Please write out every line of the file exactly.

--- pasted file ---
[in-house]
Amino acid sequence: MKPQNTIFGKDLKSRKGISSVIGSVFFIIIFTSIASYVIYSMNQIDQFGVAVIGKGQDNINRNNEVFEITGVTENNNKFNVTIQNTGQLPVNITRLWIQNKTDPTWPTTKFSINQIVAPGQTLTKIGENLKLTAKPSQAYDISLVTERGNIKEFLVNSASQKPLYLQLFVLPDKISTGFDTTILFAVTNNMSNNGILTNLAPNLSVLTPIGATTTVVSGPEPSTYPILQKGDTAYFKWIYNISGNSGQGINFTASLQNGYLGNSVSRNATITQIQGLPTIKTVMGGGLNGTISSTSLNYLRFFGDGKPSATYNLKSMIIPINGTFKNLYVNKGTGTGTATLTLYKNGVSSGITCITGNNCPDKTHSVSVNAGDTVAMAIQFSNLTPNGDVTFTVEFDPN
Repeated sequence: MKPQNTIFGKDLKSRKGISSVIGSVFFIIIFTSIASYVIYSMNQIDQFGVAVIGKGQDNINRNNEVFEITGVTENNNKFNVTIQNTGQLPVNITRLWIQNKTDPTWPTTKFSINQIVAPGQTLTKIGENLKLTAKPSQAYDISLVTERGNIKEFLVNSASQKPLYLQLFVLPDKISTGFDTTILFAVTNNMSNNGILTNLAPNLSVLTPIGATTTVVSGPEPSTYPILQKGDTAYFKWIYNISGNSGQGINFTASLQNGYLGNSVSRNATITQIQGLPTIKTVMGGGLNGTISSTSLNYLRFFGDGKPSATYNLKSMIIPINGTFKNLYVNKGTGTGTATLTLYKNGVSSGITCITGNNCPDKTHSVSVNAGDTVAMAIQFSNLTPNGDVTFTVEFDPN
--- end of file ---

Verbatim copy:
[in-house]
Amino acid sequence: MKPQNTIFGKDLKSRKGISSVIGSVFFIIIFTSIASYVIYSMNQIDQFGVAVIGKGQDNINRNNEVFEITGVTENNNKFNVTIQNTGQLPVNITRLWIQNKTDPTWPTTKFSINQIVAPGQTLTKIGENLKLTAKPSQAYDISLVTERGNIKEFLVNSASQKPLYLQLFVLPDKISTGFDTTILFAVTNNMSNNGILTNLAPNLSVLTPIGATTTVVSGPEPSTYPILQKGDTAYFKWIYNISGNSGQGINFTASLQNGYLGNSVSRNATITQIQGLPTIKTVMGGGLNGTISSTSLNYLRFFGDGKPSATYNLKSMIIPINGTFKNLYVNKGTGTGTATLTLYKNGVSSGITCITGNNCPDKTHSVSVNAGDTVAMAIQFSNLTPNGDVTFTVEFDPN
Repeated sequence: MKPQNTIFGKDLKSRKGISSVIGSVFFIIIFTSIASYVIYSMNQIDQFGVAVIGKGQDNINRNNEVFEITGVTENNNKFNVTIQNTGQLPVNITRLWIQNKTDPTWPTTKFSINQIVAPGQTLTKIGENLKLTAKPSQAYDISLVTERGNIKEFLVNSASQKPLYLQLFVLPDKISTGFDTTILFAVTNNMSNNGILTNLAPNLSVLTPIGATTTVVSGPEPSTYPILQKGDTAYFKWIYNISGNSGQGINFTASLQNGYLGNSVSRNATITQIQGLPTIKTVMGGGLNGTISSTSLNYLRFFGDGKPSATYNLKSMIIPINGTFKNLYVNKGTGTGTATLTLYKNGVSSGITCITGNNCPDKTHSVSVNAGDTVAMAIQFSNLTPNGDVTFTVEFDPN